• Whole cardamom pods provide a warm lemony undertone and can be used in various dishes like stews, meats, and in rice. Or, grind them for fresh cardamom.
  • Ceylon, a more subtle but brighter cinnamon, or Cassia cinnamon sticks.
  • Fenugreek seeds, a potent seed that has sweet maple flavor with some bitterness.
  • Sumac, a deep red spice to add acidity to your dish.


Depending on the produce selection at your local market, you may find black radishes, a variety of eggplant types, sweet lemons, pomegranates, and young green almonds. There may be plenty of feta and olive varieties to choose from, but choose lower-fat cheese varieties when available.


If you like sauces and spreads for fresh veggies, meats, or added to a salad or sandwich, check out some of the following:

  • Tahini, made from ground sesame and flavored with lemon juice
  • Baba ghanoush, made from eggplant with spices and olive oil
  • Hummus, made from chickpeas and olive oil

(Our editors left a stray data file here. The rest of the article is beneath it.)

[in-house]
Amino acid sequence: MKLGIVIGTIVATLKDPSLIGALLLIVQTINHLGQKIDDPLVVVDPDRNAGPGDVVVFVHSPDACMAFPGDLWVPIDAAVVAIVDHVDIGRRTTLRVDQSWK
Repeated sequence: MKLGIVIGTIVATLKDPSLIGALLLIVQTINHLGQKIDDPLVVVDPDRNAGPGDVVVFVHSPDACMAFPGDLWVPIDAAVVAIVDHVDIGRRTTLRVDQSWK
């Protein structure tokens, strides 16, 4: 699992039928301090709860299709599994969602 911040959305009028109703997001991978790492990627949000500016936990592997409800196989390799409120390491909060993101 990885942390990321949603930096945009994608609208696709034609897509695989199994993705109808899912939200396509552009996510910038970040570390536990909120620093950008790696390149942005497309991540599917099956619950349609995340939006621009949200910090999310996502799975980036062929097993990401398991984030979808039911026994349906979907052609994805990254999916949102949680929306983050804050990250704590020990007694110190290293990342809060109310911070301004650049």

• Zhoug, a spicy herb sauce from Yemen made with chili peppers
  • Labneh, a thick strained yogurt used as an appetizer or dip for meats

International Recipe Inspiration

Ready to start your culinary adventure? Try out these recipes to get inspired! Be sure to check out all the recipes on Diabetes Food Hub and create an account so you can save recipes to try later. You can even create and print a grocery list to bring with you to the international market of your choosing!



Garlicky Ginger Eggplant

This vegetable dish features eggplant, mushrooms, and bean sprouts in a garlic-ginger hoisin sauce.



Beef Sancocho

A hearty Latin American soup made with chayote, plantains, yucca, and seasonings that is sure to please the tastebuds.


 Middle Eastern

Za’atar Beef & Freekeh Lettuce Cups 

Tucked inside soft butter lettuce leaves, a filling of hearty freekeh, crisp marinated vegetables, and spiced beef comes together for a hearty dish.